Why Don't You Make a Will?
Why don’t you make a Will?
A survey by Prudential and Unbiased.co.uk revealed that over half of adults (59%) had not made a Will. And for over-55s, 36% had no Will at all.
We all know that making a Will is a good idea, and especially important for parents or people with dependents to consider, and people with health conditions, but they are also important for fit and healthy people too.
The most important thing to remember is that every stage in your life, you should have a Will drawn-up that protects your wishes.
When should you make a Will?
The triggers for action are:
- buying your first property
- moving in with someone
- getting engaged, entering a civil partnership or marriage
- getting divorced or remarried
- having children or adopting
- moving abroad
- children reaching 18 or 21 yrs
- receiving an inheritance from your parents or family
- ill health, or degenerating capacity
- becoming elderly, or entering a nursing or care home.
Why don't people make a Will?
We see clients every day about Probate and Wills and we've identified five primary reasons that people offer as to why they don't prioritise making their Will:
I will do it later - I'll put it off as other issues are more pressing
I don't have the cash to pay a solicitor right now - I haven't budgeted for the payment or other payments take priority
I don't like to think about my death - it upsets me to discuss the impact it will have on loved-ones
I don't know how to go about it - we see a growing trend in younger people saying this
I’m not bothered - someone else can deal with the paperwork after I'm gone.
Reasons for not making a Will include people waiting for when they are older, or wealthier, or assuming that their assets would go to their partner, spouse or children automatically when they die. This isn’t necessarily so, as many modern marriages are second marriages with complex inheritance issues for multiple children from different relationships.
You would think that business owners would make preparation for the future in a Will, not only for their personal assets, but also to plan ahead for the assets of the business, their shares, capital and pension schemes should they die – but very few actually do.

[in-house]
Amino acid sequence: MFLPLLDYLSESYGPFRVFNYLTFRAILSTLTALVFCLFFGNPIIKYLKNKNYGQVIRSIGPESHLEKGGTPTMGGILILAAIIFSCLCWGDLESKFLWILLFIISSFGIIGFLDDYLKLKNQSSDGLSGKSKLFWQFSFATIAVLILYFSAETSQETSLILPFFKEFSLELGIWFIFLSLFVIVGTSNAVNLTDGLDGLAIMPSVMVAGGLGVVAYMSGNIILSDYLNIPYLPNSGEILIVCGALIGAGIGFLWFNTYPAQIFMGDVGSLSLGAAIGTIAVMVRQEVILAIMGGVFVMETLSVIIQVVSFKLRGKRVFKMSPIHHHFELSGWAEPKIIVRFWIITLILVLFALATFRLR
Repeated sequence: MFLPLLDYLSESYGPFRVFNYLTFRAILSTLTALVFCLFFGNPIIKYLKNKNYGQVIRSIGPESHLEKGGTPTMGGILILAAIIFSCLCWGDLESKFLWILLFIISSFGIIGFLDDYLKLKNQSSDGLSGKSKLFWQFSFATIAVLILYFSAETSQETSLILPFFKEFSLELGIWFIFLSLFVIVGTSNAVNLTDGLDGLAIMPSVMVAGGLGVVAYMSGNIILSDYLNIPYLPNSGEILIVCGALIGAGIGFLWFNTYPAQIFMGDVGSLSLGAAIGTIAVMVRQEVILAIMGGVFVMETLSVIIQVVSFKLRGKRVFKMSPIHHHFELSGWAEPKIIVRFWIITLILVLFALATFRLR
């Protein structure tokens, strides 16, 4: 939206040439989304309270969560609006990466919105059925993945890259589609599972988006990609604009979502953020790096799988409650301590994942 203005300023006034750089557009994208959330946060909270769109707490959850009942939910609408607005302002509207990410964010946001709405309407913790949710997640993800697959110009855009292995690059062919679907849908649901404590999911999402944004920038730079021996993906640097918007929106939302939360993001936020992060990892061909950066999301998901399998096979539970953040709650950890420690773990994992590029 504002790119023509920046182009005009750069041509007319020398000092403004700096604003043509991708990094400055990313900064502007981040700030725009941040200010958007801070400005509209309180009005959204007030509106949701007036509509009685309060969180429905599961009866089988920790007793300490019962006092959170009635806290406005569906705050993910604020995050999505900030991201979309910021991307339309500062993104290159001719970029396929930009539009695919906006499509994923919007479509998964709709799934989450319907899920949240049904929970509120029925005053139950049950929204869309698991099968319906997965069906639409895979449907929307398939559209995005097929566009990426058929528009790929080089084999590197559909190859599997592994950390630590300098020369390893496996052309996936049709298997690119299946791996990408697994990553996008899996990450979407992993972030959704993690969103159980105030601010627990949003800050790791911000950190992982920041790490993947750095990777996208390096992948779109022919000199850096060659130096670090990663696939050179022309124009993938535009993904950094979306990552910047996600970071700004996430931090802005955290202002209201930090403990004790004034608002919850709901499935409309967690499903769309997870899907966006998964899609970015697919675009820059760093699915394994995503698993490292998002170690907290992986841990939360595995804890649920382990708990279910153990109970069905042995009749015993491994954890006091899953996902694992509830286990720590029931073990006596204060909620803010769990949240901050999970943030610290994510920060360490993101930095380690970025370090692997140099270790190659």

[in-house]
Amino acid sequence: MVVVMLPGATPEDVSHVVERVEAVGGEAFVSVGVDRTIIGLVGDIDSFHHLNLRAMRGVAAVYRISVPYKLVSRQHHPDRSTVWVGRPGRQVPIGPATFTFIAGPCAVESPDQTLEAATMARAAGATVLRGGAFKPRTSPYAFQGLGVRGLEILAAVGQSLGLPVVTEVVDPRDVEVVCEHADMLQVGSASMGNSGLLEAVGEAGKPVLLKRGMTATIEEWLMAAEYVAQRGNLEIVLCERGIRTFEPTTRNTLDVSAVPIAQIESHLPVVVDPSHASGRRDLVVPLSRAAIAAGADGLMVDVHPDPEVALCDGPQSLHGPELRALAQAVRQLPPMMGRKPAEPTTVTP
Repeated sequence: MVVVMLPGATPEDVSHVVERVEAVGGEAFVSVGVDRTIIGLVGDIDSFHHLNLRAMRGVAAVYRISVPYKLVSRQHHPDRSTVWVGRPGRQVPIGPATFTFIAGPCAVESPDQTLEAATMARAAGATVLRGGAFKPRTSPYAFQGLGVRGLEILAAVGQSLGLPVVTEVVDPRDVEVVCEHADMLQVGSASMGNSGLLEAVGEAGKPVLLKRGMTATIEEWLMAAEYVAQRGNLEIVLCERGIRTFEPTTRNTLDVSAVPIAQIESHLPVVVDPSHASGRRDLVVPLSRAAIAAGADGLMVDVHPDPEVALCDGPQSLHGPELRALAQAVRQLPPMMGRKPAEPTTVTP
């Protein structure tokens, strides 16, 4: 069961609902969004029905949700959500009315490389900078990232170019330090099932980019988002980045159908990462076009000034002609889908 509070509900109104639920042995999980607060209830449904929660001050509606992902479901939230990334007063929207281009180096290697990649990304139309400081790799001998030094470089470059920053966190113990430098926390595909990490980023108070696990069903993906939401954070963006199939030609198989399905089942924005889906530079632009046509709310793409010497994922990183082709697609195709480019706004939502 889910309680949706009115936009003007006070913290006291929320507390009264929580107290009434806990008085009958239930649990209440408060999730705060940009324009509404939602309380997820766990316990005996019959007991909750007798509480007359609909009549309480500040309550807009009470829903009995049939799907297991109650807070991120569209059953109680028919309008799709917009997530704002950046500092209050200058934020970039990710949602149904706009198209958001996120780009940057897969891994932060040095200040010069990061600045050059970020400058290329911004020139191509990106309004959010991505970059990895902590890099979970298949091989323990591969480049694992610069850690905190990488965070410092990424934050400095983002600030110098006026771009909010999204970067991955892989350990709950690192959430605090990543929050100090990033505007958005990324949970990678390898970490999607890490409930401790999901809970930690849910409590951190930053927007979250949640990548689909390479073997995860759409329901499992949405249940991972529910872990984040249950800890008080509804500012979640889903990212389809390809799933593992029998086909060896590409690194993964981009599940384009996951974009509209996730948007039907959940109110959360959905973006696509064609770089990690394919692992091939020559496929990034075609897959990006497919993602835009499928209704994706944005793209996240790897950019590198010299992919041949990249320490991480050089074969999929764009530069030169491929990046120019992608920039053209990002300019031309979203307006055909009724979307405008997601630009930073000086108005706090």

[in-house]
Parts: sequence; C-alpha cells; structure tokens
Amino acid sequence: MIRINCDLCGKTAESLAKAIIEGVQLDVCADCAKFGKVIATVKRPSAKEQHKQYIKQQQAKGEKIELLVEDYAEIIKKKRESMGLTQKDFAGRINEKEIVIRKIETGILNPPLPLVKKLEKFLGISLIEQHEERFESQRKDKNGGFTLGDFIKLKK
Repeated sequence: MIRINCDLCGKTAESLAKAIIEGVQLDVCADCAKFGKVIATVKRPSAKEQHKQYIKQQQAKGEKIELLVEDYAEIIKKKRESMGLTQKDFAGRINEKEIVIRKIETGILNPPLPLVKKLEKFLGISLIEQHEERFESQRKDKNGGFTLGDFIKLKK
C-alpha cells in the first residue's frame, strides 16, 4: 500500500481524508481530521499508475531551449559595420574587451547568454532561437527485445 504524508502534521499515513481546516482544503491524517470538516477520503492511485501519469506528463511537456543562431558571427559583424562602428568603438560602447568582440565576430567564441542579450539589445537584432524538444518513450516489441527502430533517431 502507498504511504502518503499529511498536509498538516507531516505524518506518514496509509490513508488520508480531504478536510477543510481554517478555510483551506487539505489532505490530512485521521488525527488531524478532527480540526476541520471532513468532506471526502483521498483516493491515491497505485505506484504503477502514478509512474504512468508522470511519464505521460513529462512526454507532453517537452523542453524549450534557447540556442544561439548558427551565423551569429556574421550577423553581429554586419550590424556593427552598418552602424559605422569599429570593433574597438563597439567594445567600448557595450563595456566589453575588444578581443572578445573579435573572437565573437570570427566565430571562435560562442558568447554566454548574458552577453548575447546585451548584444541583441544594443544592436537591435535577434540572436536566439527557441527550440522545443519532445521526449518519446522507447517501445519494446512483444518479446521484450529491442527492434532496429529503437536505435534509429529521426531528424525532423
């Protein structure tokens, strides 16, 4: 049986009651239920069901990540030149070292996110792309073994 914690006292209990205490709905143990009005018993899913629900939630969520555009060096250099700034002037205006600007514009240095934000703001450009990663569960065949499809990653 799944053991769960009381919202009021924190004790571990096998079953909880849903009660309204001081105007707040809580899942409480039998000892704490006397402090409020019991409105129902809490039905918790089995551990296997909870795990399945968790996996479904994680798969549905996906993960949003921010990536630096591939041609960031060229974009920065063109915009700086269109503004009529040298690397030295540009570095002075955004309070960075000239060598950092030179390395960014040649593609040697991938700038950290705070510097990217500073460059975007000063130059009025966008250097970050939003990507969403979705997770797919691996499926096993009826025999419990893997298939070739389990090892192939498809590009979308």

What happens if I don’t make a Will?
Your property and assets will be dealt with under the ‘laws of intestacy’.
If you were to die without a Will, your spouse or Civil Partner may not be entitled to inherit the whole of your estate. If you and your partner are not married or in a civil partnership then they would not be entitled to any of your money or property and could face losing their home.
If you don’t make a Will, then your wishes will not be taken into account and no gifts of either personal belongings or money can be made to friends, relatives or charity.
If you die without making a Will which appoints a guardian for any children under the age of 18 then Social Services will become heavily involved in any decisions about their future. Your wishes for their welfare, education and future will not be taken into account as they have not been formally recorded.
At Lawson-West we recommend that all adults need to have a Will in place. It makes sense to be organised and is the kindest and best way to protect your loved ones.
If you would like to discuss your Will requirements with a qualified Solicitor, you can contact us here.
For more information about the services we provide, please click here.
Plan ahead to Make Your Will.